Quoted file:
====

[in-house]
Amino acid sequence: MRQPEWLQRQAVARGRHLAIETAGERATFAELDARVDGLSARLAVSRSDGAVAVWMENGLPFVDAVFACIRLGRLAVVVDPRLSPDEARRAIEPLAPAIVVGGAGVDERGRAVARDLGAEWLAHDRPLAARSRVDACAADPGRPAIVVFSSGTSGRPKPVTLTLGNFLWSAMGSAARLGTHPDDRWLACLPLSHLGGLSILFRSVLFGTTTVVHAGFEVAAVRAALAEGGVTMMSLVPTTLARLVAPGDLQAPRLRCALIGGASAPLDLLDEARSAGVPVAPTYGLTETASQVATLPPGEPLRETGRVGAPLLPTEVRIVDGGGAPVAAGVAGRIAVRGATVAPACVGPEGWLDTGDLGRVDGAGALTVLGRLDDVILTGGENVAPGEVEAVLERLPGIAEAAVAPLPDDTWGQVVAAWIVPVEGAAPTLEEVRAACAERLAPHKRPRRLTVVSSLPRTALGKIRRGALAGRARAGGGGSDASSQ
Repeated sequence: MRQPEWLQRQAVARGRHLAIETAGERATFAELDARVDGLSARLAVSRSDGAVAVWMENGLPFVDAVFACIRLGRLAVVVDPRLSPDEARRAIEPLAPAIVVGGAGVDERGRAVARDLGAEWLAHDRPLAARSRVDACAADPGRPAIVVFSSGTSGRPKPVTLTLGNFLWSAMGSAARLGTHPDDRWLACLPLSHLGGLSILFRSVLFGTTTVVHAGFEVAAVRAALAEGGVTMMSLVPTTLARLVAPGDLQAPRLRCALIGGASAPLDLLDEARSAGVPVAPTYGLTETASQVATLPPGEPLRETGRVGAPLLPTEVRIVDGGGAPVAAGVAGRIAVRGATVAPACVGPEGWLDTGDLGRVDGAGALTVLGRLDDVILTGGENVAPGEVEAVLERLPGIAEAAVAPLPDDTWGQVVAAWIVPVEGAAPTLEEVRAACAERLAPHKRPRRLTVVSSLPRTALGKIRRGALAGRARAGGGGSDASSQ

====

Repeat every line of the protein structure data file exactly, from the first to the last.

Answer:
[in-house]
Amino acid sequence: MRQPEWLQRQAVARGRHLAIETAGERATFAELDARVDGLSARLAVSRSDGAVAVWMENGLPFVDAVFACIRLGRLAVVVDPRLSPDEARRAIEPLAPAIVVGGAGVDERGRAVARDLGAEWLAHDRPLAARSRVDACAADPGRPAIVVFSSGTSGRPKPVTLTLGNFLWSAMGSAARLGTHPDDRWLACLPLSHLGGLSILFRSVLFGTTTVVHAGFEVAAVRAALAEGGVTMMSLVPTTLARLVAPGDLQAPRLRCALIGGASAPLDLLDEARSAGVPVAPTYGLTETASQVATLPPGEPLRETGRVGAPLLPTEVRIVDGGGAPVAAGVAGRIAVRGATVAPACVGPEGWLDTGDLGRVDGAGALTVLGRLDDVILTGGENVAPGEVEAVLERLPGIAEAAVAPLPDDTWGQVVAAWIVPVEGAAPTLEEVRAACAERLAPHKRPRRLTVVSSLPRTALGKIRRGALAGRARAGGGGSDASSQ
Repeated sequence: MRQPEWLQRQAVARGRHLAIETAGERATFAELDARVDGLSARLAVSRSDGAVAVWMENGLPFVDAVFACIRLGRLAVVVDPRLSPDEARRAIEPLAPAIVVGGAGVDERGRAVARDLGAEWLAHDRPLAARSRVDACAADPGRPAIVVFSSGTSGRPKPVTLTLGNFLWSAMGSAARLGTHPDDRWLACLPLSHLGGLSILFRSVLFGTTTVVHAGFEVAAVRAALAEGGVTMMSLVPTTLARLVAPGDLQAPRLRCALIGGASAPLDLLDEARSAGVPVAPTYGLTETASQVATLPPGEPLRETGRVGAPLLPTEVRIVDGGGAPVAAGVAGRIAVRGATVAPACVGPEGWLDTGDLGRVDGAGALTVLGRLDDVILTGGENVAPGEVEAVLERLPGIAEAAVAPLPDDTWGQVVAAWIVPVEGAAPTLEEVRAACAERLAPHKRPRRLTVVSSLPRTALGKIRRGALAGRARAGGGGSDASSQ